Each year more than 500,000 visitors head to Juneau, Alaska’s Mendenhall Glacier to appreciate its massive size and snap Insta-worthy photos of its mesmerizing blue ice — but did you know that it is truly one of the last remnants of the Little Ice Age?
The Mendenhall Glacier was formed over 3,000 years ago and is one of the larger glaciers in Juneau’s Icefield, a group of nearly 140 interconnected glaciers covering the mountainous region just north of Juneau. This particular ice field is the fifth largest in North America, straddling the Coastal Mountain range and spanning 1,500 square miles from Alaska into British Columbia.
Mendenhall Glacier Facts
Just how big is the Mendenhall Glacier? It is an impressive 12 miles long, 3 miles wide, and reaches 200 feet down at it deepest point. Its terminus (or toe, or snout, aka a glacier’s ending point) empties into Mendenhall Lake.
Originally known as Sitaantago (“the Glacier Behind the Town”), then Auke Glacier in by naturalist John Muir in 1879, this river of ice was renamed Mendenhall Glacier in 1892 to honor noted scientist and surveyor Thomas Corwin Mendenhall.
Visitors lucky enough to visit Mendenhall Glacier are hypnotized by its vivid shades of blue ice. This glacial ice is formed by layers upon layers of unmelted snow that compact down over time; the ice absorbs all visible light except the blue wavelength, which is transmitted back — giving the ice a bluish hue.
“By all means, move at a glacial pace…”
– Miranda Priestly, Devil Wears Prada
Glaciers are constantly on the move, either advancing or retreating, carrying ice and rock sediment along the way. Currently it takes 80 to 120 years for Mendenhall’s ice to make its 12 mile journey down to the lake.
Mendenhall Glacier has been retreating since the 1700s, with the effects of climate change hastening this process. The glacier has retreated about one-third of a mile in the last 15 years; naturalists predict it will retreat onto land and out of view of the surrounding observation area within the next few decades.
What does this mean for you? The time is NOW for you to come see and appreciate this iconic glacier in its present state.
This national treasure, 12 miles north of Juneau, is one of the most photographed attractions in Alaska as well as a must-do for first-timers to Juneau. Mendenhall Glacier today is also a worthy return for former visitors, as daily — and even hourly — changes in light and ice movement will offer you a literally different glacier with every visit.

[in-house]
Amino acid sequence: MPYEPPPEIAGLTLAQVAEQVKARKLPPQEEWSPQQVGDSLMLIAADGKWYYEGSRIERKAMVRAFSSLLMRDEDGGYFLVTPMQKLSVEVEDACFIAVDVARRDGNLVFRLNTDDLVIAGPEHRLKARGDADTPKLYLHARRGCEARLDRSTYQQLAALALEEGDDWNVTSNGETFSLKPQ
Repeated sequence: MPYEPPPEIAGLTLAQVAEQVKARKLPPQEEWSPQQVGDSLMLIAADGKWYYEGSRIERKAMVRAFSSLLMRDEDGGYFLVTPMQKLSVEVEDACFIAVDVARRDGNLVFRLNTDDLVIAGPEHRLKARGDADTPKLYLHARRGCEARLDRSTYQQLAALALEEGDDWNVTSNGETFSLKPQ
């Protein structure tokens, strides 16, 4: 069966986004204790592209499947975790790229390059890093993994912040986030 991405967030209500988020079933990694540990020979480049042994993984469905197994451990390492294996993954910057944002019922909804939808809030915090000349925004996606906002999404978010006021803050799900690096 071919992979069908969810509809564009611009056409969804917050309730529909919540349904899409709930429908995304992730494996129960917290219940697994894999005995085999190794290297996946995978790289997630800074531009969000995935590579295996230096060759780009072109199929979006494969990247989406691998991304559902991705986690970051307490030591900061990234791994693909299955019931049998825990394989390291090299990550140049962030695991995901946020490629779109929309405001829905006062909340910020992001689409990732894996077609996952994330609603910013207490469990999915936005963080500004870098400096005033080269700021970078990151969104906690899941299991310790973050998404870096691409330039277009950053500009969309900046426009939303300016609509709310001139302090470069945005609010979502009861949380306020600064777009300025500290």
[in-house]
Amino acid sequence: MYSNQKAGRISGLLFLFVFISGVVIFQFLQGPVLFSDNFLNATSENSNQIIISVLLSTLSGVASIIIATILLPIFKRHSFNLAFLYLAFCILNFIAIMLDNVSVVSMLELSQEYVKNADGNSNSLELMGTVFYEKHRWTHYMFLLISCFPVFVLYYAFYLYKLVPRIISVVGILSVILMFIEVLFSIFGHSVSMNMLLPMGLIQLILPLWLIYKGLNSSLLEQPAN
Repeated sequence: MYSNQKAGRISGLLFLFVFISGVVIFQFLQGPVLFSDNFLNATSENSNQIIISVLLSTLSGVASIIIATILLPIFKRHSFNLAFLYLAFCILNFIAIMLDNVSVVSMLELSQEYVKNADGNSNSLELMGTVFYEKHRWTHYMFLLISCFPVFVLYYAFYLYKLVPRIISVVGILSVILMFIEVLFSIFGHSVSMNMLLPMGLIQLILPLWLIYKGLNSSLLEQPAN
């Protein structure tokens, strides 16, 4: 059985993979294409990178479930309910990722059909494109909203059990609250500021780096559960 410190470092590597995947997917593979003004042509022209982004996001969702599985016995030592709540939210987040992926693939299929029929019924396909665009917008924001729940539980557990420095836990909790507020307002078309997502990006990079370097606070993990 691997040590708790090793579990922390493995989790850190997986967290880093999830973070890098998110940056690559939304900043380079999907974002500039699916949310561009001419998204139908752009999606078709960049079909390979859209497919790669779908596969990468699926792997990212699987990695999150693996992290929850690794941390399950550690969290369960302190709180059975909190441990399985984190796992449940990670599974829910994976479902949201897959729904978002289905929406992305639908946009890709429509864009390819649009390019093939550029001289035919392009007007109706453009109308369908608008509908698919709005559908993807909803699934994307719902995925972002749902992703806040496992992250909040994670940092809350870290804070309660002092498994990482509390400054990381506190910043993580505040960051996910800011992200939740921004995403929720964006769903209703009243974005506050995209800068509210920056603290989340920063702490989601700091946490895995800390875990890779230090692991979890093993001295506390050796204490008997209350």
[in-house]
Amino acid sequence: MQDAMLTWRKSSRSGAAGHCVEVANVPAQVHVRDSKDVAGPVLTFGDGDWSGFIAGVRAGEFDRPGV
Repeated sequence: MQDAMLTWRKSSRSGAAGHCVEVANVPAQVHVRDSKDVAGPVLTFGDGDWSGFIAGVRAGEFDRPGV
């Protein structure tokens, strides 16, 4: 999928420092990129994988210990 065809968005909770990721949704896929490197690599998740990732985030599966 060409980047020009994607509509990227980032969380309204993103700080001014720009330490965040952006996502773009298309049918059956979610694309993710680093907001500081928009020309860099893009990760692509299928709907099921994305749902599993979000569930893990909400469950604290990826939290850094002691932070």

This glacial lake in Mendenhall Valley was formed in the early 1900s by the melting ice from Mendenhall Glacier. It is currently 1.5 miles long, 1 mile wide, and 220 feet deep at its deepest point. It feeds into the Mendenhall River, and is a main source of fresh drinking water for nearby residents. Originally named McCush Lake by local miners, its pristine waters are expected to grow in the decades to come as the Mendenhall Glacier shrinks.
The lake and the surrounding Mendenhall Valley, while popular with tourists, is home to a wide variety of flora and fauna. History abounds here too, as the glacier’s retreat has exposed an ancient forest with some stumps dating close to 2,350 years old.
Calling all Outdoor Adventure Lovers!
There are many ways to see and experience the Mendenhall Glacier, starting with the well-maintained trails located just off of the visitor center. A quick look at the Mendenhall Glacier Trail Map will reveal detailed information about the type and difficulty of the trails. The more popular trails include:
Steep Creek Trail — A 1/4 mile, elevated boardwalk trail gives you the best chance to see salmon and, if you’re lucky, an opportunity to watch a black bear trying to catch them in the creek.
Trail of Time — Approximately 1 mile long, this dog-friendly trail provides you with both interpretive signs and the best waterfall views.
Photo Point Trail — This easy, 1/3 mile paved trail is wheelchair accessible and leads you from the visitor’s center to a point out in the lake with breathtaking views of the glacier and Nugget Falls. As the name suggests, this is the perfect place to grab pictures of Mendenhall Glacier.
Nugget Falls Trail — Access this easy, 2 mile long trail from the Photo Point Trail. Enjoy a flat, unpaved walk right up to the front of Nugget Falls, then pause for a selfie on (or near) the rocks with this magnificent waterfall.
West Glacier Trail — Located on the opposite side of the lake and visitor’s center, this 3.5 mile, moderately challenging loop with a 567 foot elevation gain is the only trail that gives you access to the glacier itself, as well as any glacial caves that are present. Due to the glacier receding, it is vital that you go with a trained guide who can either lead you onto the glacier or along its edges, depending on safety conditions. You will want to wear hiking boots (and possibly crampons) for this one, and carry extra clothes to protect yourself from hypothermia should you get wet. Be aware that the glacier can hide crevasses under the snow, and shift or calve at any time. The glacier’s edges offer plenty of opportunities to see features like the crevasses, pools of water, and the ice vaults (jagged sections of ice). And did we mention the amazing panoramic views to be had from higher up on the mountain?
If you yearn for a more adventurous experience, you can find it in these alternatives:
Dog Sledding — dog sledding, or “mushing,” is the official sport of Alaska, though locals have used this method to transport people, food, and supplies for centuries. Suit up and hop on the back of the sled, place each foot on the sled’s rails, and use your body to help steer the sled behind the muscular pull from a team of Huskies or Alaskan Malamutes. The thrill of sailing along on the ice and snow in the silence of the forest is simply magical.